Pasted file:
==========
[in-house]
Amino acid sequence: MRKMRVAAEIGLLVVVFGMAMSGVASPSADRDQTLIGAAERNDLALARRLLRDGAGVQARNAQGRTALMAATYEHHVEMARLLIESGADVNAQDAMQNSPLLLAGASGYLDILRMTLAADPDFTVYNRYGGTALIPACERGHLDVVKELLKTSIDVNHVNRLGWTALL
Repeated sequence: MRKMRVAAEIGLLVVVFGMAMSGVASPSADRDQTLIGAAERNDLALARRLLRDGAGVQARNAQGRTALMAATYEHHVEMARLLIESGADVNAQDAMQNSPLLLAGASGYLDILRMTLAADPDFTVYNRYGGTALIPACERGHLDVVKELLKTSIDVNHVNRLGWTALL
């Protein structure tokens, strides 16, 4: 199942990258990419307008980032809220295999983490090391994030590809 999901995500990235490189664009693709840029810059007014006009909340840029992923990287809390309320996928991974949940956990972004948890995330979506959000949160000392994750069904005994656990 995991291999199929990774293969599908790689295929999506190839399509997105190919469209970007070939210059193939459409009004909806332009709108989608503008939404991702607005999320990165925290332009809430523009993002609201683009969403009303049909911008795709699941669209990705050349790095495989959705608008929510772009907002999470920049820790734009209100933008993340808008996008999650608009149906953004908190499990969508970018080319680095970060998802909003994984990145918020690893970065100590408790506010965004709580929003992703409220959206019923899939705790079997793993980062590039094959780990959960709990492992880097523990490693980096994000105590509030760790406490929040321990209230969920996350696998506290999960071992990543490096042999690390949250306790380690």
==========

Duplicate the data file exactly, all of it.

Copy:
[in-house]
Amino acid sequence: MRKMRVAAEIGLLVVVFGMAMSGVASPSADRDQTLIGAAERNDLALARRLLRDGAGVQARNAQGRTALMAATYEHHVEMARLLIESGADVNAQDAMQNSPLLLAGASGYLDILRMTLAADPDFTVYNRYGGTALIPACERGHLDVVKELLKTSIDVNHVNRLGWTALL
Repeated sequence: MRKMRVAAEIGLLVVVFGMAMSGVASPSADRDQTLIGAAERNDLALARRLLRDGAGVQARNAQGRTALMAATYEHHVEMARLLIESGADVNAQDAMQNSPLLLAGASGYLDILRMTLAADPDFTVYNRYGGTALIPACERGHLDVVKELLKTSIDVNHVNRLGWTALL
């Protein structure tokens, strides 16, 4: 199942990258990419307008980032809220295999983490090391994030590809 999901995500990235490189664009693709840029810059007014006009909340840029992923990287809390309320996928991974949940956990972004948890995330979506959000949160000392994750069904005994656990 995991291999199929990774293969599908790689295929999506190839399509997105190919469209970007070939210059193939459409009004909806332009709108989608503008939404991702607005999320990165925290332009809430523009993002609201683009969403009303049909911008795709699941669209990705050349790095495989959705608008929510772009907002999470920049820790734009209100933008993340808008996008999650608009149906953004908190499990969508970018080319680095970060998802909003994984990145918020690893970065100590408790506010965004709580929003992703409220959206019923899939705790079997793993980062590039094959780990959960709990492992880097523990490693980096994000105590509030760790406490929040321990209230969920996350696998506290999960071992990543490096042999690390949250306790380690």